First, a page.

Inspections for Boeing 787 Aircraft Proposed by Federal Aviation Administration

Despite the incidents which plague the Boeing 787 “Dreamliner” aircraft currently in service, United Airlines apparently ordered 20 of the newer and longer Boeing 787-10 “Dreamliner” aircraft — positioning itself as one of the “launch” customers for this particular model. Source: Boeing International. Click on the image above for additional information pertaining to the Boeing 787-10 “Dreamliner” aircraft.

As a result of several recent incidents involving Boeing 787 “Dreamliner” aircraft, a proposal by the Federal Aviation Administration of the United States calls upon airlines to inspect emergency locator transmitters in the entire fleet worldwide for signs of wire damage or pinching, as well as signs of unusual heating or moisture of the lithium manganese dioxide battery of each transmitter.

Investigators in the United Kingdom traced a fire in the interior of a Boeing 787 “Dreamliner” aircraft operated by Ethiopian Airlines to an emergency locator transmitter. The fire forced Heathrow Airport near London to be closed temporarily on July 12, 2013.

According to an article written by Bart Jansen for USA TODAY, the proposal is expected to be finalized by the Federal Aviation Administration within days. The inspections are expected to be mandatory.

In addition to the incident involving the aircraft operated by Ethiopian Airlines, other incidents occurred recently involving Boeing 787 “Dreamliner” airplanes, including the following:

  • Thompson Airlines flight 126 traveling from England to Sanford, Florida in the United States had reportedly returned to Manchester Airport on July 12, 2013 as the result of experiencing a technical issue during its flight.
  • Japan Airlines flight 007 traveling from Boston to Tokyo had reportedly returned to Logan International Airport as a precautionary measure on July 18, 2013 after a maintenance message indicator alerted the pilots of possible fuel pump issues during its flight over Hudson Bay in Canada.
  • United Airlines flight 94 traveling from Houston to Denver had reportedly returned to the international airport in Houston on June 23, 2013 as the result of a mechanical problem related to an issue with the brake indicator — and FlyerTalk member mojave3 was a passenger aboard the aircraft on that flight.
  • United Airlines flight 125 traveling from London to Houston had reportedly been diverted to the international airport in Newark on June 20, 2013 as the result of an indication of the aircraft being low on oil.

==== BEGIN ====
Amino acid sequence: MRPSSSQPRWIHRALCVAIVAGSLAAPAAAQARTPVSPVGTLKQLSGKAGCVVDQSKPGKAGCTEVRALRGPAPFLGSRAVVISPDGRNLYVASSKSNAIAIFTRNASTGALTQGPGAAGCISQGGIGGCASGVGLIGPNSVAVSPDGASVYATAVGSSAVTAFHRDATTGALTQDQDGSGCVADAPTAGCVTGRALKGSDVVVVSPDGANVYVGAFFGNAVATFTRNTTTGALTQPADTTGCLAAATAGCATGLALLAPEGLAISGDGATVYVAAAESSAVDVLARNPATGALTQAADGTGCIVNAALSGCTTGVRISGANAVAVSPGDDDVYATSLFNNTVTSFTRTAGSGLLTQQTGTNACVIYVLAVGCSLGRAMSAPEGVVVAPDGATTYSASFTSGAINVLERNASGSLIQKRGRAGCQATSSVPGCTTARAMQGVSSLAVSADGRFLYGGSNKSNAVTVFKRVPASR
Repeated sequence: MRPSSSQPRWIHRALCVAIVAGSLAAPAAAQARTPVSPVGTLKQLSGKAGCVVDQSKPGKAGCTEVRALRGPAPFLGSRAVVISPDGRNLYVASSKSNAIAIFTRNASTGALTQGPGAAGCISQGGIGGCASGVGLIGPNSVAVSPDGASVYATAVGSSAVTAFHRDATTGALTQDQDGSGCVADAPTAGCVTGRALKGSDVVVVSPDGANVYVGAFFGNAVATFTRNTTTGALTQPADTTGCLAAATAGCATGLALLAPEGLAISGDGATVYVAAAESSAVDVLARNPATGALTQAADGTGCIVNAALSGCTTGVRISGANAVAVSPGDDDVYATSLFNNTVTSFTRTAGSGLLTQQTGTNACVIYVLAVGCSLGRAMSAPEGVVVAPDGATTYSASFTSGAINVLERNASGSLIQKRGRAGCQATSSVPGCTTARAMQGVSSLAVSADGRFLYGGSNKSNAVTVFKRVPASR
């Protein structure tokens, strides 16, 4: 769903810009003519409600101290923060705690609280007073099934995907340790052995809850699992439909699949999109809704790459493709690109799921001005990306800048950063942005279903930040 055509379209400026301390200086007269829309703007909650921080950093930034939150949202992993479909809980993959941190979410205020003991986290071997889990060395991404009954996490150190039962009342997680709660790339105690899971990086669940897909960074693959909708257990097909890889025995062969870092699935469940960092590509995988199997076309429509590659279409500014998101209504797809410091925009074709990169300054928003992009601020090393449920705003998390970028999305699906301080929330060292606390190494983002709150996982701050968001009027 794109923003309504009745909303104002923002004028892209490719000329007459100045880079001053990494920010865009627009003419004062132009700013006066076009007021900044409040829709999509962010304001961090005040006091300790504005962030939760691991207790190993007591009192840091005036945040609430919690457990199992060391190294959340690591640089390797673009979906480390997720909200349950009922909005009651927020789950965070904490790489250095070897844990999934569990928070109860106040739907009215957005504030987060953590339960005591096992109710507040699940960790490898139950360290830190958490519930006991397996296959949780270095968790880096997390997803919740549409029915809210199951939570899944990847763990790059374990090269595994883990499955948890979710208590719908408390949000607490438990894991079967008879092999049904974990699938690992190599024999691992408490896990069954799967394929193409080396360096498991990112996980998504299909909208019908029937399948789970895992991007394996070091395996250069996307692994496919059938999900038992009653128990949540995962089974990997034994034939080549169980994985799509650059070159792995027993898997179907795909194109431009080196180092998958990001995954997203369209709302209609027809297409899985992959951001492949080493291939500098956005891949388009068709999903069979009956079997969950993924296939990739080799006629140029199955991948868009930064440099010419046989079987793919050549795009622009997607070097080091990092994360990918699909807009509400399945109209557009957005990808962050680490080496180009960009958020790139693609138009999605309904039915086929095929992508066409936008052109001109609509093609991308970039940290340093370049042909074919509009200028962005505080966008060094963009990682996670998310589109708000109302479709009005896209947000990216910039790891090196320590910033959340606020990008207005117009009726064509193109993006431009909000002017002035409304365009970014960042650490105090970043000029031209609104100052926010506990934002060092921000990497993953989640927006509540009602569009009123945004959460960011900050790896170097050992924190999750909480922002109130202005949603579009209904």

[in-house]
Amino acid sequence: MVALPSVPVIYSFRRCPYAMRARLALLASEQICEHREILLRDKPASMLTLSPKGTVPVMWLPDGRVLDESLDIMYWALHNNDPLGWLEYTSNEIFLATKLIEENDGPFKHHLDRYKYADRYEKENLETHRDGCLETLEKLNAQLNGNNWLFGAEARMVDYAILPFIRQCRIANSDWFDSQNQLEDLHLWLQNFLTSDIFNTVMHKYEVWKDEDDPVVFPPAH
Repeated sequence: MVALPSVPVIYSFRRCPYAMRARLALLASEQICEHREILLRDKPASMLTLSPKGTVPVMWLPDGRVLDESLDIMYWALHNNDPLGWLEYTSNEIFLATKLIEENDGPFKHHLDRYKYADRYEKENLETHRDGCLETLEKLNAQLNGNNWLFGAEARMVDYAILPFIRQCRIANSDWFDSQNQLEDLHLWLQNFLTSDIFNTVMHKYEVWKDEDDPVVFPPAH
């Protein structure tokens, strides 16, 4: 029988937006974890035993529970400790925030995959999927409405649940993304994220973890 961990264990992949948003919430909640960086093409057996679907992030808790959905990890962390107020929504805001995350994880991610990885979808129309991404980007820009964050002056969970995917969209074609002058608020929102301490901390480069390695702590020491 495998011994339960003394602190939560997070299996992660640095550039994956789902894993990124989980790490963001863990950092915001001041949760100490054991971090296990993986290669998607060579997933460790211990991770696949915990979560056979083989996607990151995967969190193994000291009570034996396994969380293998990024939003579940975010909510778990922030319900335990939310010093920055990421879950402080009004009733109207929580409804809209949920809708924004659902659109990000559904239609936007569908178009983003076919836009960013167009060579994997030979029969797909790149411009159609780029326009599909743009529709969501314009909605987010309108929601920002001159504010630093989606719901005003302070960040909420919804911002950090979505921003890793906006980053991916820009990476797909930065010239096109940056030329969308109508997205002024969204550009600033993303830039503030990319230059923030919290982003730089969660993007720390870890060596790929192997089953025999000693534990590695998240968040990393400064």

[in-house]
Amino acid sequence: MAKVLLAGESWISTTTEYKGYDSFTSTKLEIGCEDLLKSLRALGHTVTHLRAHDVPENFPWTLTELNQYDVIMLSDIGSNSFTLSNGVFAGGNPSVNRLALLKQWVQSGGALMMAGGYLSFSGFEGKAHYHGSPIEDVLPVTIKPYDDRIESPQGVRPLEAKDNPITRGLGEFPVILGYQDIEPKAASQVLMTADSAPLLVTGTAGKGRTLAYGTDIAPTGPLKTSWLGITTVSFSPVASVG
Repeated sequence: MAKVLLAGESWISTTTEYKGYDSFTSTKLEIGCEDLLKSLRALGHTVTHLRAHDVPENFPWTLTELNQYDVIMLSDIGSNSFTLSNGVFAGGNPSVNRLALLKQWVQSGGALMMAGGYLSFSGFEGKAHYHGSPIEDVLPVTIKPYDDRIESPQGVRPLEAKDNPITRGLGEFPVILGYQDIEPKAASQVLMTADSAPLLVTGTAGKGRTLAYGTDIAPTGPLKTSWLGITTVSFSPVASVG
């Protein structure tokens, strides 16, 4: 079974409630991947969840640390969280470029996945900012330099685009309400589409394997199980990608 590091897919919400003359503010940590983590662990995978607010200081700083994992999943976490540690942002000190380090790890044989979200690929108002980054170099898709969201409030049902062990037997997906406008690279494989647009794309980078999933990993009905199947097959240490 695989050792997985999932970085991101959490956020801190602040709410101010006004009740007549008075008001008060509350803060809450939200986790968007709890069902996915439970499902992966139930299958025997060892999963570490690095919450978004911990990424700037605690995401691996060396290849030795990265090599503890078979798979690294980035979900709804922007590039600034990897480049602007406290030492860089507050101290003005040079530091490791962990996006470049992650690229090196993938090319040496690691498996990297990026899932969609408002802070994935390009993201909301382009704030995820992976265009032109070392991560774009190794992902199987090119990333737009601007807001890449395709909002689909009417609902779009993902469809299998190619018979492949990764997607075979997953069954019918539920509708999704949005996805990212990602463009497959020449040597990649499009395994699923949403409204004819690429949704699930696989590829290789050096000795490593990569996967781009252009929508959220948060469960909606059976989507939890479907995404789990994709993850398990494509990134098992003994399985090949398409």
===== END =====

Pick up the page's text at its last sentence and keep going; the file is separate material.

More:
• United Airlines flight 139 traveling from Denver to Tokyo had reportedly been diverted to the international airport in Seattle on June 18, 2013 as the result of an indication of a problem with an oil filter. This incident was supposedly unrelated to the low oil indicator incident which occurred on United Airlines flight 125.

Despite the incidents listed above, United Airlines apparently ordered 20 of the newer and longer Boeing 787-10 “Dreamliner” aircraft — positioning itself as one of the “launch” customers for this particular model.

The Federal Aviation Administration and other governmental regulators worldwide grounded Boeing 787 “Dreamliner” in January of 2013. The grounding was rescinded in April of 2013.

Although the exact and definitive cause of a fire in the cargo area aboard a Boeing 787 “Dreamliner” aircraft operated by Japan Airlines at Logan International Airport in Boston on January 7, 2013 was never found, Boeing reportedly added more insulation between cells of the lithium-ion battery in an auxiliary unit which helps power the aircraft; surrounded the battery with a metal box to prevent the spread of a potential fire; and installed a titanium tube to carry flammable electrolytes off of the aircraft in the event of a fire.

2 thoughts on “Inspections for Boeing 787 Aircraft Proposed by Federal Aviation Administration”

    1. Brian Cohen says:

      For the record, I have no personal opinion pertaining to the Boeing 787 “Dreamliner” aircraft, as I have never been a passenger on one — but when the opportunity presents itself, I certainly will not refuse the experience.

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